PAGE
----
"Terrible and illustrious were those who first came from the gods in the beginning of the world, when men began to multiply. And among them there was found a race of giants, of immense structure, with limbs and bodies of vast size and strength, who, filled with arrogance, conceived the wicked purpose of building a tower, and while they were thus occupied, a divine and terrible wind, sent by the anger of God, defeated this proud work of the giants, already carried high. There was also distributed to each one of them an unheard of speech, which caused a great confusion. One of these giants was named Haicus, mighty in throwing the spear and bending the bow."

A short time after, Bel, or Nimrod, succeeded in establishing his authority in Babylonia, and demanded that all render to him divine homage. Haicus refused to obey, and, taking with him his sons and daughters, and sons sons, brave men, in number about three hundred, together with many home-born servants and strangers attached to him, he left Babylonia, and went northward into the region of Ararat. Bel, or Belus, sent messengers after him, demanding his return and obedience, but not being successful, the tyrant Belus himself went forth to battle with Haicus, and being pierced by an arrow thrown by the latter, was slain. The place where this tyrant was buried received the name Kerezman, i. e. sepulchre, which name it retains to the present day. Haicus is therefore styled "the first champion of religion, for having refused to pay adoration to the statue of Belus, and for killing the latter as being the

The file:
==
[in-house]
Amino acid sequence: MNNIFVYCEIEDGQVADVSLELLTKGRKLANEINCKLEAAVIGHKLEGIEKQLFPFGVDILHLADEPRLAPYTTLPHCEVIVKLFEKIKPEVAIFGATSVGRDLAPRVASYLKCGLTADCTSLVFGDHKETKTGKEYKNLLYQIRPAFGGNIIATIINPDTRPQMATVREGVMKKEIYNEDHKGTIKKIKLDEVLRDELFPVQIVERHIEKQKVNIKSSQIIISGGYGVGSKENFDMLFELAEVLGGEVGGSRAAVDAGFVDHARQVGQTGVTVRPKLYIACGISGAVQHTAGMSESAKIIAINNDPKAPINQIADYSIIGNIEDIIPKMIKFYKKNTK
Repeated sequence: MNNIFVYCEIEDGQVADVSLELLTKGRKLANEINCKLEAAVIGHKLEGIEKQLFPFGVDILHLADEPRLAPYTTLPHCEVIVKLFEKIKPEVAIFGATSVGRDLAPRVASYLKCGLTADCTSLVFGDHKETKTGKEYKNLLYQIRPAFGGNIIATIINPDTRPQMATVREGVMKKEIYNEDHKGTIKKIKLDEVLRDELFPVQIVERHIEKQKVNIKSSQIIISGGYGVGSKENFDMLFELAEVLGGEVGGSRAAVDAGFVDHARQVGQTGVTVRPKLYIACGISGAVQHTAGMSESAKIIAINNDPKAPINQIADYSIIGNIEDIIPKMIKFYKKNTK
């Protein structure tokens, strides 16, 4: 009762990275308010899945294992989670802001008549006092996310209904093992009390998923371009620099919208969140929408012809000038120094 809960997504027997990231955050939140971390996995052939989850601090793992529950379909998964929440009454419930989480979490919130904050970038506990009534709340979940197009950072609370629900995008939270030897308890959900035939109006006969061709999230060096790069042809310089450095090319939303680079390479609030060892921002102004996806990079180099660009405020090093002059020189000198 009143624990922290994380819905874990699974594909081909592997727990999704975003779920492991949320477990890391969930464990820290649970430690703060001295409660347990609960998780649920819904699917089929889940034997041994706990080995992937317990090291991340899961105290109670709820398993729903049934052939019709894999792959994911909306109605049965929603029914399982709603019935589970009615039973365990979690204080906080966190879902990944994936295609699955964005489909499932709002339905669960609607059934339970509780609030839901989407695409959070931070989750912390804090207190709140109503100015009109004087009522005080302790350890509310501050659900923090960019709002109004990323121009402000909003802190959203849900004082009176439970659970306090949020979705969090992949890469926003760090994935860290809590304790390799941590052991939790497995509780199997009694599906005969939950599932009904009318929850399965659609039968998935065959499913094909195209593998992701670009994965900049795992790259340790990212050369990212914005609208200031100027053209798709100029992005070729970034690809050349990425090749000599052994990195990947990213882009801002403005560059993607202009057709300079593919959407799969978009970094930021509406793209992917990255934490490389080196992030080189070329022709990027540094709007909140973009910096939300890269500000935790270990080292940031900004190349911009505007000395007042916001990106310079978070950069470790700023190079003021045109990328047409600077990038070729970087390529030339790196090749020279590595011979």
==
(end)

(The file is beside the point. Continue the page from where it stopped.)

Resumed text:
first introducer of idolatry among mankind." According to a very ancient tradition, this first king of the Armenians was a man of extraordinary beauty, possessing an imposing figure and wonderful strength; in height tall, with sharp, penetrating eyes, and hair of silken softness. The Armenians have ever felt proud to be called the sons of Haicus. Their old songs and traditions describe his many noble and virtuous qualities, and these songs and chants have been sung in the mountains and valleys about Ararat for nearly four thousand years. Frequently the traveler is startled by their wild music, as he silently threads his way through some dark gorge, or carefully winds along the almost perpendicular side of some towering cliff in that old land.